Over an extended period of time, they could end up white, or nearly white, all over! (We should note that some types of goldfish are naturally white).

Still, goldfish fans might notice that those that live in outdoor ponds or natural water bodies end up colored quite brightly. Outdoor goldfish get plenty of sunlight.

2.   Diet and Goldfish Coloring

As with all animals and water life, lack of needed nutrients will alter the appearance of goldfish. Goldfish can require more than just the pellets or flakes bought in stores.

Notice that your goldfish is very slowly lightening in color? Consider supplementing the diet with algae wafers, particularly nutrient-rich superfoods like the spirulina algae.

Besides malnutrition, sometimes what a goldfish eats can impact its color. For instance, it is known that goldfish that eat a lot of shrimp can turn a pinkish hue. (This is due to the beta carotene in the crustaceans).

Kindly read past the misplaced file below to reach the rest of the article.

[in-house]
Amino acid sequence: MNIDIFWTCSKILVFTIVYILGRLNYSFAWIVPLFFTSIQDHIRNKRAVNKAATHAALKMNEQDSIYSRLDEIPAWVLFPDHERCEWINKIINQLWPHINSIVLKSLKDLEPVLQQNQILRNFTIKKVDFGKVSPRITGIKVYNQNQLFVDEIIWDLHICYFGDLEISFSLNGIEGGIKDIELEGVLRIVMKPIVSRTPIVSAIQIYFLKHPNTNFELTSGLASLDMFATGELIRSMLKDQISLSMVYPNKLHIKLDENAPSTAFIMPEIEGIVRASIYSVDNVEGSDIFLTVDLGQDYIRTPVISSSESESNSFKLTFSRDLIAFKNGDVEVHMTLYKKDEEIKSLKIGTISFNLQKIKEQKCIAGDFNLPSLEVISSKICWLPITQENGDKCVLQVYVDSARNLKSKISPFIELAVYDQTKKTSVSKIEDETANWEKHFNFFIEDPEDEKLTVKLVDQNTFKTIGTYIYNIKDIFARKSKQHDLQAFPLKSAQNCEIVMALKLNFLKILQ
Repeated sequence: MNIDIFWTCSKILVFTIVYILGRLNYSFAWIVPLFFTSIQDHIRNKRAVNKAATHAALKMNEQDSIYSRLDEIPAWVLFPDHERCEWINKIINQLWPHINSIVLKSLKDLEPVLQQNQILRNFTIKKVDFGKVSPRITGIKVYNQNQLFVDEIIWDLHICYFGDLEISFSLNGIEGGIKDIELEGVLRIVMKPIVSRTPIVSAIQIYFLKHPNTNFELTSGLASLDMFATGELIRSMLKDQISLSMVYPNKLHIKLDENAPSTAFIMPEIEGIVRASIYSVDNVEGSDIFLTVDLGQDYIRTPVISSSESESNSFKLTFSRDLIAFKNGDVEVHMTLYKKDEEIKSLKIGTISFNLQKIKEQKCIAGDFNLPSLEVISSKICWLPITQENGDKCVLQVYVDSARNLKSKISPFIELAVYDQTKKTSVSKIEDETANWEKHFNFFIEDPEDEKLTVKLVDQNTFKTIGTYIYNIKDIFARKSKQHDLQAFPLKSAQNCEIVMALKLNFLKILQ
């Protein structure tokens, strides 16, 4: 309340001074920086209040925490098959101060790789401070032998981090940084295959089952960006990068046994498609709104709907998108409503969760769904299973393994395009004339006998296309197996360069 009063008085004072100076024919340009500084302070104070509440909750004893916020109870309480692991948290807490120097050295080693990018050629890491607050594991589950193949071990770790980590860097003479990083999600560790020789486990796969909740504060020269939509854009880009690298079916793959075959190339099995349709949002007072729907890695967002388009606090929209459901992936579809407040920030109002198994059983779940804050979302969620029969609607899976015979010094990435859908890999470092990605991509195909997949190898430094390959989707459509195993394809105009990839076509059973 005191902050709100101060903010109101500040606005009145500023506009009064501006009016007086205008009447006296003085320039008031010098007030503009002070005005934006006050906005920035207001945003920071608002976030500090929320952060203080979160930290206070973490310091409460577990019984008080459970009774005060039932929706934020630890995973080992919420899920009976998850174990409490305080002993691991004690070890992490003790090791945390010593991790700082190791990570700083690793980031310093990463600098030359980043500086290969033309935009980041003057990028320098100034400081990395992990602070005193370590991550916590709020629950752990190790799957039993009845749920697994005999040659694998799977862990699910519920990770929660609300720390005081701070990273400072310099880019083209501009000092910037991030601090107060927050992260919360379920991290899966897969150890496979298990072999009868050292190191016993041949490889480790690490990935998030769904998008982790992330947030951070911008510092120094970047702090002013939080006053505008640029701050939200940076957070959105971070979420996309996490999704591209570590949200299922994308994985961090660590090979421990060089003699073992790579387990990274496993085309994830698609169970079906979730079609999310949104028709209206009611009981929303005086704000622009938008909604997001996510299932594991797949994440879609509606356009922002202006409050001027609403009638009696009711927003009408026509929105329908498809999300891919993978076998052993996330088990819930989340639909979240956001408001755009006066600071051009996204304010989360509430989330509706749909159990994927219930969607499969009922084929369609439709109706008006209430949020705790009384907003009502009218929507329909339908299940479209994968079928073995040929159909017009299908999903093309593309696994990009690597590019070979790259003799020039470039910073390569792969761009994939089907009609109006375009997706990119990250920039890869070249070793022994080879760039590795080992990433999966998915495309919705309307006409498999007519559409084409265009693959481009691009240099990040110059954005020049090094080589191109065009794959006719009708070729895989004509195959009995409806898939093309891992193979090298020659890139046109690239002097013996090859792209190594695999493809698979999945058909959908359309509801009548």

Some goldfish food, in fact, can be marketed to provide goldfish with “color enhancement”!

3.   Goldfish Genetics Impacts on Color

Some goldfish breeds naturally will turn from a bright color like orange or golden brown to white-ish. Much goes into it, including the type of scales (there are three); how much of the chemical guanine is part of their cellular makeup; and the amount or type of chromatophores, cells responsible for the appearance of the scales.